Stocks rose sharply on Thursday after the Federal Reserve hinted at possible interest rate cuts as soon as next month.US Marketsread more
The billionaire investor believes the stock market is in a "zone of fair value" at current levels.Marketsread more
The Federal Reserve may be on its way to delivering a half-point interest rate cut next month, according to Goldman Sachs economists.Economyread more
However, Slack chief Stewart Butterfield says, "The broader world of email will stick around."Technologyread more
Crude oil prices jump on news of the attack, which Iran says happened over its territory.World Politicsread more
Apple is considering moving some production from China as it is expected release of its new iPhone line this fall, The Wall Street Journal reported.Technologyread more
Workplace messaging firm Slack is about to go public in a red-hot IPO market, but it's approach to going public--using a "direct listing"--is slightly different than an IPO.Trader Talk with Bob Pisaniread more
The yield on the benchmark 10-year Treasury note fell below 2% for the first time since November 2016 on Wednesday.Bondsread more
National Securities' Art Hogan sees the U.S.-China trade war as the market's biggest risk – not Fed policy.Trading Nationread more
The Philadelphia Federal Reserve's manufacturing gauge tumbled this month, solidifying the Fed's case for easier monetary policy.Economyread more
Declining traffic to Olive Garden, Darden's top restaurant chain, resulted in weaker-than-expected revenue for its fiscal fourth quarter.Restaurantsread more
What a difference six months makes to Obamacare.
A massive flood of health insurance shoppers deluged the government-run exchanges over the weekend and into Monday, rushing to beat the midnight enrollment deadline under the Affordable Care Act.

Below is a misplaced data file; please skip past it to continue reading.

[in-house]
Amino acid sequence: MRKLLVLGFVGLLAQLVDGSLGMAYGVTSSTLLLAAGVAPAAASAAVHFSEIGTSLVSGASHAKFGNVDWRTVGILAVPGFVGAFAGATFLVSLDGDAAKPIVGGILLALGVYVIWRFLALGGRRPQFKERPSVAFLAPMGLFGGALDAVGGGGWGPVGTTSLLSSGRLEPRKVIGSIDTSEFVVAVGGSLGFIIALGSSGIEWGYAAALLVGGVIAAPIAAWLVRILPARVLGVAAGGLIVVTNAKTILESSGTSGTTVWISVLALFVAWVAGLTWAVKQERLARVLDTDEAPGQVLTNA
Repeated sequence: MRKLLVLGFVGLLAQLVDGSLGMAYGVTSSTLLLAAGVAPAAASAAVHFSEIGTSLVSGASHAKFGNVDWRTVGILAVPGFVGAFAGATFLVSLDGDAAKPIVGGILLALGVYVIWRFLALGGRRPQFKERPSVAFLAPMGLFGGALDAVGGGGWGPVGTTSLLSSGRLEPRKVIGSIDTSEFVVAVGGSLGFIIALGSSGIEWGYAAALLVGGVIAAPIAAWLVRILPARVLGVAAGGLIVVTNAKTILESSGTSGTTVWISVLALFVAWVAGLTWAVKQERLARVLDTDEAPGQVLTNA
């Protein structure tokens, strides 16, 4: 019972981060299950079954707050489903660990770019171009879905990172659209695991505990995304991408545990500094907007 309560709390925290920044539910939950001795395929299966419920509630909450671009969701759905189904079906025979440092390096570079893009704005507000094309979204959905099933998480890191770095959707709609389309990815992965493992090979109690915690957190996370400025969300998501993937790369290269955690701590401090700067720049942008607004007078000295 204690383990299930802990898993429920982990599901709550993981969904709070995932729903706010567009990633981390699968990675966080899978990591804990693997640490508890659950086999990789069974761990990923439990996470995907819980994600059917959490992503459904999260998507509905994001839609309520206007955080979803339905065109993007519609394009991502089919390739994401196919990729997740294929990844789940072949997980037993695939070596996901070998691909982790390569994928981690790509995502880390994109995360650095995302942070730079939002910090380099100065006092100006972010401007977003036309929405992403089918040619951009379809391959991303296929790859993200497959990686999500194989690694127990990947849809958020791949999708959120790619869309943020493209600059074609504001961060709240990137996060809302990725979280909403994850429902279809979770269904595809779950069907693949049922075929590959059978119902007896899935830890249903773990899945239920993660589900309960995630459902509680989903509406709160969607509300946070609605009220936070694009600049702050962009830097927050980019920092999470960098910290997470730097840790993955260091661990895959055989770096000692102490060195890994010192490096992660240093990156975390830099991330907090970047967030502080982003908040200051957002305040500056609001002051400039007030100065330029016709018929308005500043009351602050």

The influx of up to 1.5 million visitors by noon on the federal HealthCare.gov exchange led to a brief lag in its ability to handle new applications at midday, but that was quickly resolved.
The surge came as a new report suggested that at least 9.5 million previously uninsured people have obtained health coverage since the October launch of Obamacare plans and Medicaid marketed by the exchanges. That report also suggested fewer than 1 million previously insured people had been left uninsured because their old plans did not meet new ACA requirements.
Those statistics, which come from a Rand research group survey and other data reported by the Los Angeles Times, are good news for Obamacare advocates, if they are borne out, and will present a political quandary for Republicans who hope to repeal the ACA.
However, it will be weeks before the official enrollment tallies are available following the close of enrollment Monday.
The tsunami of procrastinators to the exchanges seem poised to push nationwide enrollment via the exchanges either to or very close to 7 million people—which was the Obama administration's original estimate last summer.
Hitting that tally would represent a remarkable turnaround from October's disastrous launch of HealthCare.gov and several other state-run exchanges, whose crippled systems were unable to enroll meaningful numbers of people for nearly two months.
During that time, the administration engaged in a frantic effort to repair HealthCare.gov, as debate raged about whether several key Obamacare provisions, including the mandate for obtaining health coverage, should be scrapped or delayed because of the troubled rollout.
Because of those problems, the administration in recent weeks had revised its goal down to 6 million enrollees—a target officials announced they had hit last week.
A whopping 2 million people visited the since-repaired HealthCare.gov exchange over this past weekend, and 2.5 million in the past week phoned the call center that supports that federally run exchange—more than the tally for the entire month of February, according to the Health and Human Services Department.
HealthCare.gov was down for several hours early Monday morning due to issues surrounding a software fix technicians were performing—unrelated to volume—but was up and running normally by midmorning. However, after noon, the site began displaying a message notifying visitors they would have to wait to apply or enroll because of the high volume of visitors, and shortly after that the site said it was unable accept no no applications. In less than an hour, the application function was restored for new users, but people online were still experiencing long waits, in some cases.